Change the Tone
Marketing guru Peter Drucker usually gets credit for the phrase, “Culture eats strategy for breakfast.” These days, many companies have a strategy of some kind for protecting their data and their systems. But hackers have a culture of breaking down these defenses. That’s bad news for your company’s strategy.
Remember the Target breach? It was by no means the first major compromise of a megacompany, but because it is an iconic retailer, the breach resonated with consumers, businesses, regulators and lawmakers alike; fueled headlines for months; and resulted in a number of senior managers, including the CEO, walking the plank. One reason was that it happened during the holidays when the world was focused on shopping. The other reason was that the breach was simply so massive. It was disastrous for the company. For a period of time, it harmed the brand immeasurably. In fact, in many circles, the name Target was (and frankly, to some extent still is) synonymous with the word “breach,” that is until the parade of breaches was so interminable that the tide of opinion changed. Many now see breaches as the third certainty in life.
Following news of the Target breach, first-quarter sales slid 16 percent from where they were during the same period the year before, and the company’s stock lost more than 16 percent of its value. There were several factors that put a damper on earnings that year—including a total dud of an expansion into Canada that cost $941 million—but the damage caused by the breach cannot be underestimated.
A big part of Target’s problem was that customers worried about shopping there.
Say it with me now: Data compromises are the third certainty in life.
In the age of transparency and a twenty-four-hour news cycle that can start with a single outrageous tweet by a customer, client, disgruntled employee, or President-elect, there really is nowhere to run and nowhere to hide. That’s been the flashlight-under-the-chin message hackers have been trying to get out there for years. At first it seemed like boasting. Now it seems more like an understatement. And for anyone who has ever become the victim of a ransomware attack, a DDoS assault or an identity-related crime, the nowhere-to-hide message hits home with painful accuracy.
Target’s problem was a failure in vision—and that’s why it’s only right that the CEO took the hit. Awareness of our collective data insecurity needs to become second nature so that when the dark day of a major hack or data breach arrives, the notification and resolution process is pure muscle memory. Data security must become a part of a company’s culture, just like employee benefits and legal affairs.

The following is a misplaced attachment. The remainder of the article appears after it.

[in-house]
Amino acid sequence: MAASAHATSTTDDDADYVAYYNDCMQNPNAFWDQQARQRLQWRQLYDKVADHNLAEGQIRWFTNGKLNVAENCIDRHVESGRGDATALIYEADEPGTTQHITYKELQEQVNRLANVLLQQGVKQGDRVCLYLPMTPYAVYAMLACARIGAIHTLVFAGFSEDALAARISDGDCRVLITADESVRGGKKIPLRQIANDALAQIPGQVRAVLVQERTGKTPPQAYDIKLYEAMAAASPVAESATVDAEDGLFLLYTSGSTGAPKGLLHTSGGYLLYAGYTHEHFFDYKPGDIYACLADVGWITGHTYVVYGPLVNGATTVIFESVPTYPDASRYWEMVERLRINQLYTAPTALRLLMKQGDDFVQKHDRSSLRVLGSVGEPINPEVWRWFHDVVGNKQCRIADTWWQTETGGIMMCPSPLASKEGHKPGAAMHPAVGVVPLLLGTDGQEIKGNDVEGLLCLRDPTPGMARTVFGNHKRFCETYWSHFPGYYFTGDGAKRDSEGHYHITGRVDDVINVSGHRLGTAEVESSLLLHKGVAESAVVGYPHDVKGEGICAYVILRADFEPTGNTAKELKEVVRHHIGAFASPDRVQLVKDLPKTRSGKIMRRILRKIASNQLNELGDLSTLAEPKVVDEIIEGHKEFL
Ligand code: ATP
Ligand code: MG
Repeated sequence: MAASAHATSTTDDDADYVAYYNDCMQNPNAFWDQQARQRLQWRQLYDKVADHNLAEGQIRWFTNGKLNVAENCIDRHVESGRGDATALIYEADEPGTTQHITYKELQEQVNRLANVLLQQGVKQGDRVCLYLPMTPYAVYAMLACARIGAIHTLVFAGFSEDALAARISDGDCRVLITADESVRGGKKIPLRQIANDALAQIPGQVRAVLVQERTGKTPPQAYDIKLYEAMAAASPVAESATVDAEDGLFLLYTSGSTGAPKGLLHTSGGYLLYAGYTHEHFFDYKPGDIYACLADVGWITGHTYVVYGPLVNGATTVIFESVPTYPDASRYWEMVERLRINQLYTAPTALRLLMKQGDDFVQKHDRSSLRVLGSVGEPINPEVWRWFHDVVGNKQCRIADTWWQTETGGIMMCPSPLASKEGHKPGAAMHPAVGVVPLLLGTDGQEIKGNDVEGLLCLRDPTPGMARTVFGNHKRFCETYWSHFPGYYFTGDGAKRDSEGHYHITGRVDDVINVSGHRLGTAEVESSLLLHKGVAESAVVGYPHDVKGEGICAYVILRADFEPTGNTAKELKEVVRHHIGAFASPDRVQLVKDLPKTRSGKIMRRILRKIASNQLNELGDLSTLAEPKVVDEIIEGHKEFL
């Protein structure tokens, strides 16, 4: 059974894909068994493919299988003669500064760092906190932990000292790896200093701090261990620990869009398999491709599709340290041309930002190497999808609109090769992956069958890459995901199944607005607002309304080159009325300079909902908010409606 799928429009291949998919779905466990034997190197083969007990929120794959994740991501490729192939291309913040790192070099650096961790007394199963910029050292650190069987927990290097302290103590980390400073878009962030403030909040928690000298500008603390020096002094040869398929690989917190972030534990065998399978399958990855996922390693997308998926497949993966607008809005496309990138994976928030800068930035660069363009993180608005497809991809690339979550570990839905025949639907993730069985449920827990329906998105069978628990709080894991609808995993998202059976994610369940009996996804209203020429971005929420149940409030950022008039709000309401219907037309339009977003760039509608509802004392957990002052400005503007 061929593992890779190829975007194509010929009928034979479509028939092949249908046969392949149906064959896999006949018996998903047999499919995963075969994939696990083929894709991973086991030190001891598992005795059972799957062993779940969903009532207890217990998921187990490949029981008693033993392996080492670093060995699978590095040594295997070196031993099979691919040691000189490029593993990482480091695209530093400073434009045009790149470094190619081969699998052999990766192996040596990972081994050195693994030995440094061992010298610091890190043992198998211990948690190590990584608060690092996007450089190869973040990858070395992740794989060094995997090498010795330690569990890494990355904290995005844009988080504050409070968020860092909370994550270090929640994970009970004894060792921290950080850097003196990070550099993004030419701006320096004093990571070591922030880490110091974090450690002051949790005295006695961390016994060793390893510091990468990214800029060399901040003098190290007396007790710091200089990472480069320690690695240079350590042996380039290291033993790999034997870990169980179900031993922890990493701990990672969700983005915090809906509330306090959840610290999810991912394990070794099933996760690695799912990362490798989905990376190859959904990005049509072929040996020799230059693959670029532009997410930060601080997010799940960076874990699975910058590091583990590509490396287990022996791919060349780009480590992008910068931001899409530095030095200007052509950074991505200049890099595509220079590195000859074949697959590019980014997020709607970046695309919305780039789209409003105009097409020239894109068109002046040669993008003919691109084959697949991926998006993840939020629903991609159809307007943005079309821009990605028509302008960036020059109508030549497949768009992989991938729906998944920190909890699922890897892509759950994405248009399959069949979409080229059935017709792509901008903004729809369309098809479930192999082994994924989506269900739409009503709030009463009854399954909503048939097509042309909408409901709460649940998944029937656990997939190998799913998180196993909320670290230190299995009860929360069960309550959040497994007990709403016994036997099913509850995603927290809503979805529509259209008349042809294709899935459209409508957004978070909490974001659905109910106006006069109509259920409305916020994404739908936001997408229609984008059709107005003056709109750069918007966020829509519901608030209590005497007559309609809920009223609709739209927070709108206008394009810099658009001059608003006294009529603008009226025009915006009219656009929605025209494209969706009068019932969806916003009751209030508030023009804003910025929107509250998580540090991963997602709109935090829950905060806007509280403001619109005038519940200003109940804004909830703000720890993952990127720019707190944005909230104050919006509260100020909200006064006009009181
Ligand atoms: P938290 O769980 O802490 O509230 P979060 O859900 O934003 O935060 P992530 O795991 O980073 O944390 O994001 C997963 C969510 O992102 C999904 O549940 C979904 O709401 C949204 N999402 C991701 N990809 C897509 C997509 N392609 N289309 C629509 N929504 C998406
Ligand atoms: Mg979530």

When culture takes a backseat to insincere remorse dispensed by publicity departments charged with moving product and “growing the brand” rather than saving it from ignominy, you are going to need much more than a voucher for one or two years of credit and identity monitoring and a 10 percent off sale to attract customers.
In a corporate culture that assumes and prepares for the worst-case data-security scenarios, and puts emphasis on urgency, transparency, and empathy, the true risk of a breach—massive loss of customer loyalty—can be contained and perhaps reversed. Putting the pitfalls of the inevitable into human terms is how you build and sustain brand equity.
For more on this, read the Culture Eats Strategy chapter in my book, Swiped: How to Protect Yourself in a World Full of Scammers, Phishers, and Identity Thieves.
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Written by Adam K. Levin .
Adam K. Levin is a consumer advocate with more than 30 years of experience and is a nationally recognized expert on security, privacy, identity theft, fraud, and personal finance. A former Director of the New Jersey Division of Consumer Affairs, Mr. Levin is Chairman and founder of IDT911 (IDentity Theft 911) and co-founder of Credit.com. Adam Levin is the author of Amazon Best Selling Book Swiped, available now. Connect with Adam on Twitter at @Adam_K_Levin. For more information visit adamlevin.com.